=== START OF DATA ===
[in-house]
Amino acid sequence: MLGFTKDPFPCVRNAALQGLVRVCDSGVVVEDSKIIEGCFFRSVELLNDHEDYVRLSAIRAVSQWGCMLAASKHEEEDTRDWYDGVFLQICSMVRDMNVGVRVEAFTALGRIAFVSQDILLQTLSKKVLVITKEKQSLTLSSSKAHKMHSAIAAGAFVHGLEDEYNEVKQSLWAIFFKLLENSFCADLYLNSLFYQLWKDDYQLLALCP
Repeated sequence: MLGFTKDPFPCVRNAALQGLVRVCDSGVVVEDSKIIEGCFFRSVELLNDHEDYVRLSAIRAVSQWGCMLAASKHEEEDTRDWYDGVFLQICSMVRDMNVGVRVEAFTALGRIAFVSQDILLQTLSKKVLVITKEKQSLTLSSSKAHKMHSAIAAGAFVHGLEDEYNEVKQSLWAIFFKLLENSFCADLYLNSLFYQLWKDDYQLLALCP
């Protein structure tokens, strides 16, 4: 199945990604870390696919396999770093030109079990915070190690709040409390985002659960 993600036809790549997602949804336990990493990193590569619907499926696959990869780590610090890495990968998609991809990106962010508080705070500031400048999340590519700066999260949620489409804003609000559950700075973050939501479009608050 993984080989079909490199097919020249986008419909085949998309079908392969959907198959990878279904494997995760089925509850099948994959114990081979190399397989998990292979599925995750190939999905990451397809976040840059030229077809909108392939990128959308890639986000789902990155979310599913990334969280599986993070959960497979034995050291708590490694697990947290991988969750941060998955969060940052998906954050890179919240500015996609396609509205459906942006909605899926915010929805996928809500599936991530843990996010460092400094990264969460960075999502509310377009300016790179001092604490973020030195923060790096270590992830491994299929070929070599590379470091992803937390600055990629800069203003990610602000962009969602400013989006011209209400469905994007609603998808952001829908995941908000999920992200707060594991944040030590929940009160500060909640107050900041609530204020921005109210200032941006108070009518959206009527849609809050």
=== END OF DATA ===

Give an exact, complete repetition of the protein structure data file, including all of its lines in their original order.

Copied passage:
[in-house]
Amino acid sequence: MLGFTKDPFPCVRNAALQGLVRVCDSGVVVEDSKIIEGCFFRSVELLNDHEDYVRLSAIRAVSQWGCMLAASKHEEEDTRDWYDGVFLQICSMVRDMNVGVRVEAFTALGRIAFVSQDILLQTLSKKVLVITKEKQSLTLSSSKAHKMHSAIAAGAFVHGLEDEYNEVKQSLWAIFFKLLENSFCADLYLNSLFYQLWKDDYQLLALCP
Repeated sequence: MLGFTKDPFPCVRNAALQGLVRVCDSGVVVEDSKIIEGCFFRSVELLNDHEDYVRLSAIRAVSQWGCMLAASKHEEEDTRDWYDGVFLQICSMVRDMNVGVRVEAFTALGRIAFVSQDILLQTLSKKVLVITKEKQSLTLSSSKAHKMHSAIAAGAFVHGLEDEYNEVKQSLWAIFFKLLENSFCADLYLNSLFYQLWKDDYQLLALCP
């Protein structure tokens, strides 16, 4: 199945990604870390696919396999770093030109079990915070190690709040409390985002659960 993600036809790549997602949804336990990493990193590569619907499926696959990869780590610090890495990968998609991809990106962010508080705070500031400048999340590519700066999260949620489409804003609000559950700075973050939501479009608050 993984080989079909490199097919020249986008419909085949998309079908392969959907198959990878279904494997995760089925509850099948994959114990081979190399397989998990292979599925995750190939999905990451397809976040840059030229077809909108392939990128959308890639986000789902990155979310599913990334969280599986993070959960497979034995050291708590490694697990947290991988969750941060998955969060940052998906954050890179919240500015996609396609509205459906942006909605899926915010929805996928809500599936991530843990996010460092400094990264969460960075999502509310377009300016790179001092604490973020030195923060790096270590992830491994299929070929070599590379470091992803937390600055990629800069203003990610602000962009969602400013989006011209209400469905994007609603998808952001829908995941908000999920992200707060594991944040030590929940009160500060909640107050900041609530204020921005109210200032941006108070009518959206009527849609809050």